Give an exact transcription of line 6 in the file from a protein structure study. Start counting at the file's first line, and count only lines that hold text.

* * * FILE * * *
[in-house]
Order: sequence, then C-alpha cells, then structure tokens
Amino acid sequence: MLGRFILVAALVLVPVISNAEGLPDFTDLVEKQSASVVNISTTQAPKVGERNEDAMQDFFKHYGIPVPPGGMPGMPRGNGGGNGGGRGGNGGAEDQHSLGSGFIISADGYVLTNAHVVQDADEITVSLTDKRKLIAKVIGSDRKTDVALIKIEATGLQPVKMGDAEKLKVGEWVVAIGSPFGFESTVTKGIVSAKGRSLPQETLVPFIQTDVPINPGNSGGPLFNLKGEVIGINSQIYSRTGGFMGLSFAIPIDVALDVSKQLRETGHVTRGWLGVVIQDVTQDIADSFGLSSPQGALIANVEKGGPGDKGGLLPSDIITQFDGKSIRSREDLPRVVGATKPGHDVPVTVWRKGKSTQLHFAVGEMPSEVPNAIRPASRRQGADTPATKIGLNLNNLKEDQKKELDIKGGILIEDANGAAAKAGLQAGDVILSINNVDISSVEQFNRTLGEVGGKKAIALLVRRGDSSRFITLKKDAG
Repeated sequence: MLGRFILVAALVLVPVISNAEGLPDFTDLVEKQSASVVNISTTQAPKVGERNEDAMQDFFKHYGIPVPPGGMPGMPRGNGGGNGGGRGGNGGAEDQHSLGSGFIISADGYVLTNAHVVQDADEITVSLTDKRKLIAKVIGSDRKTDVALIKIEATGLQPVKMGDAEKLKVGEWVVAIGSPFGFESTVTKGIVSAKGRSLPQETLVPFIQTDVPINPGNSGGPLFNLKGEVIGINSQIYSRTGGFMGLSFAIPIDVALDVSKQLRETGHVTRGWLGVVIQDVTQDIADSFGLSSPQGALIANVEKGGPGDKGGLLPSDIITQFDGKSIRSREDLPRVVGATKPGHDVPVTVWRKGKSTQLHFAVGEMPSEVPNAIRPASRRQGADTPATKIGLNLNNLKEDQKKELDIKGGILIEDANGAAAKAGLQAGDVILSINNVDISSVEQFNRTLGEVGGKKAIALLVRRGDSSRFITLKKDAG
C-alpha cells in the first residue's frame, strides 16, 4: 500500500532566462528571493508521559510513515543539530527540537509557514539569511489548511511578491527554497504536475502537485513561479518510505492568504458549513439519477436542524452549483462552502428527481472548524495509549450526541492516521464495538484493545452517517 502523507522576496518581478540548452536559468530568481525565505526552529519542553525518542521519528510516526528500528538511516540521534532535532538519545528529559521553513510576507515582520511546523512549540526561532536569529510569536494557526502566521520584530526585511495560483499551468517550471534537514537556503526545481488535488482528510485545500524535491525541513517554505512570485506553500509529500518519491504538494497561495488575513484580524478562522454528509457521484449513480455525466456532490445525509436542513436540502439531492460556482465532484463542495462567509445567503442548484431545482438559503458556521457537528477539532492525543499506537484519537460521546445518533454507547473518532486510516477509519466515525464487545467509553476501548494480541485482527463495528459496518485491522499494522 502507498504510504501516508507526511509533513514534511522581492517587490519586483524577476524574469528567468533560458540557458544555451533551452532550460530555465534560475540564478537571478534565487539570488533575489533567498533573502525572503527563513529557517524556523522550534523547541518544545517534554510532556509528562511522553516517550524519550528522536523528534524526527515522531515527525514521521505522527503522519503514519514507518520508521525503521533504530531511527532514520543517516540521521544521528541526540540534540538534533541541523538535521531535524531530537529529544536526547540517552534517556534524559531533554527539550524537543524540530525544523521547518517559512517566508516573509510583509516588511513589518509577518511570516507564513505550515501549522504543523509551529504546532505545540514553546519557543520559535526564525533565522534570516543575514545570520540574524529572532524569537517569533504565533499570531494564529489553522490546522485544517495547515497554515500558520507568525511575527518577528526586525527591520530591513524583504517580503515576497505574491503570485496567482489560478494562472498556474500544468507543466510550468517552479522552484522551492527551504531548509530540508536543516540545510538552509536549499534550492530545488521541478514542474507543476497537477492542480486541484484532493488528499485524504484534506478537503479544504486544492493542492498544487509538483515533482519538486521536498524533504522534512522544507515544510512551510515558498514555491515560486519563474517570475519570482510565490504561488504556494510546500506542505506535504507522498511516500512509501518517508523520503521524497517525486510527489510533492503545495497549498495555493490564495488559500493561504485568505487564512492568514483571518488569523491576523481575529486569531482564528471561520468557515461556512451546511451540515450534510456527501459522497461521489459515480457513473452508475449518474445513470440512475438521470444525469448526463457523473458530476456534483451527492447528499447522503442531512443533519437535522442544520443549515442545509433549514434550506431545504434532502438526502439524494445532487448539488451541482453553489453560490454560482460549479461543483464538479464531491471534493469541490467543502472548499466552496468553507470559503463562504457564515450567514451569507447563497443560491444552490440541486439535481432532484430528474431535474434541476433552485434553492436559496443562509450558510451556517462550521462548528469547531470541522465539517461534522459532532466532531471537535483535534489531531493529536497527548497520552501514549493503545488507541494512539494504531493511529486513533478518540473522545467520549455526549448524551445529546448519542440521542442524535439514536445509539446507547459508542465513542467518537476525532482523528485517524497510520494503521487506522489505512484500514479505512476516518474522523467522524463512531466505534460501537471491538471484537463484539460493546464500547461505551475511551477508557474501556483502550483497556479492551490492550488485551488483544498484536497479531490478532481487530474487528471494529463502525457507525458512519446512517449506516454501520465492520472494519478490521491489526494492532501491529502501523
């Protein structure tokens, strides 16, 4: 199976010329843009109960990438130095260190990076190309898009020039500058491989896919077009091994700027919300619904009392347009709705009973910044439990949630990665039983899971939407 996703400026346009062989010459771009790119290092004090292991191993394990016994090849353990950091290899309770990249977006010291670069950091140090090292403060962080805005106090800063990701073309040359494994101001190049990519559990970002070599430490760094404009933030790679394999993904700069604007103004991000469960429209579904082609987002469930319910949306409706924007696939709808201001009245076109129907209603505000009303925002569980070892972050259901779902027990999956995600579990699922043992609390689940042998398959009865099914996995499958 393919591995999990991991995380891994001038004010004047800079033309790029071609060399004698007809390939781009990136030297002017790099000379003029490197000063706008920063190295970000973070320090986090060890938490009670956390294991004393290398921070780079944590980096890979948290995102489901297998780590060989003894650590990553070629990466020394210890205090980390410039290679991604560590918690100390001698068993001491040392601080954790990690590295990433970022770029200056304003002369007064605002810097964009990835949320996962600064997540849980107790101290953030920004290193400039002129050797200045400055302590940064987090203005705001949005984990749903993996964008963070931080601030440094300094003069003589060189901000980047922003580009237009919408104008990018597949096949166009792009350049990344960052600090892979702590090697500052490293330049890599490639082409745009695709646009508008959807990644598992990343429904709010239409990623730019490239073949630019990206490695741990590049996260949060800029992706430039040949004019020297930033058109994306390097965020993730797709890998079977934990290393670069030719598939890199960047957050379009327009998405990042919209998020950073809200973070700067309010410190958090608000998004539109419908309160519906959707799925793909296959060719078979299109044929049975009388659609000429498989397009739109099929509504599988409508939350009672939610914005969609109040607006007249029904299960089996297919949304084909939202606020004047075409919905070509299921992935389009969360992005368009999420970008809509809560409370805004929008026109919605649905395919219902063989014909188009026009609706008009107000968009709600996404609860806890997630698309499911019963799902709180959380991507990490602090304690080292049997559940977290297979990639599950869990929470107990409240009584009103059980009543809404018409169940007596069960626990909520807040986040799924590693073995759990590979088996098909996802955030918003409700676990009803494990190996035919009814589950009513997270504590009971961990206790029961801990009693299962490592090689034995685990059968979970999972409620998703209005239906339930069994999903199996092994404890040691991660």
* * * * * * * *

């Protein structure tokens, strides 16, 4: 199976010329843009109960990438130095260190990076190309898009020039500058491989896919077009091994700027919300619904009392347009709705009973910044439990949630990665039983899971939407 996703400026346009062989010459771009790119290092004090292991191993394990016994090849353990950091290899309770990249977006010291670069950091140090090292403060962080805005106090800063990701073309040359494994101001190049990519559990970002070599430490760094404009933030790679394999993904700069604007103004991000469960429209579904082609987002469930319910949306409706924007696939709808201001009245076109129907209603505000009303925002569980070892972050259901779902027990999956995600579990699922043992609390689940042998398959009865099914996995499958 393919591995999990991991995380891994001038004010004047800079033309790029071609060399004698007809390939781009990136030297002017790099000379003029490197000063706008920063190295970000973070320090986090060890938490009670956390294991004393290398921070780079944590980096890979948290995102489901297998780590060989003894650590990553070629990466020394210890205090980390410039290679991604560590918690100390001698068993001491040392601080954790990690590295990433970022770029200056304003002369007064605002810097964009990835949320996962600064997540849980107790101290953030920004290193400039002129050797200045400055302590940064987090203005705001949005984990749903993996964008963070931080601030440094300094003069003589060189901000980047922003580009237009919408104008990018597949096949166009792009350049990344960052600090892979702590090697500052490293330049890599490639082409745009695709646009508008959807990644598992990343429904709010239409990623730019490239073949630019990206490695741990590049996260949060800029992706430039040949004019020297930033058109994306390097965020993730797709890998079977934990290393670069030719598939890199960047957050379009327009998405990042919209998020950073809200973070700067309010410190958090608000998004539109419908309160519906959707799925793909296959060719078979299109044929049975009388659609000429498989397009739109099929509504599988409508939350009672939610914005969609109040607006007249029904299960089996297919949304084909939202606020004047075409919905070509299921992935389009969360992005368009999420970008809509809560409370805004929008026109919605649905395919219902063989014909188009026009609706008009107000968009709600996404609860806890997630698309499911019963799902709180959380991507990490602090304690080292049997559940977290297979990639599950869990929470107990409240009584009103059980009543809404018409169940007596069960626990909520807040986040799924590693073995759990590979088996098909996802955030918003409700676990009803494990190996035919009814589950009513997270504590009971961990206790029961801990009693299962490592090689034995685990059968979970999972409620998703209005239906339930069994999903199996092994404890040691991660």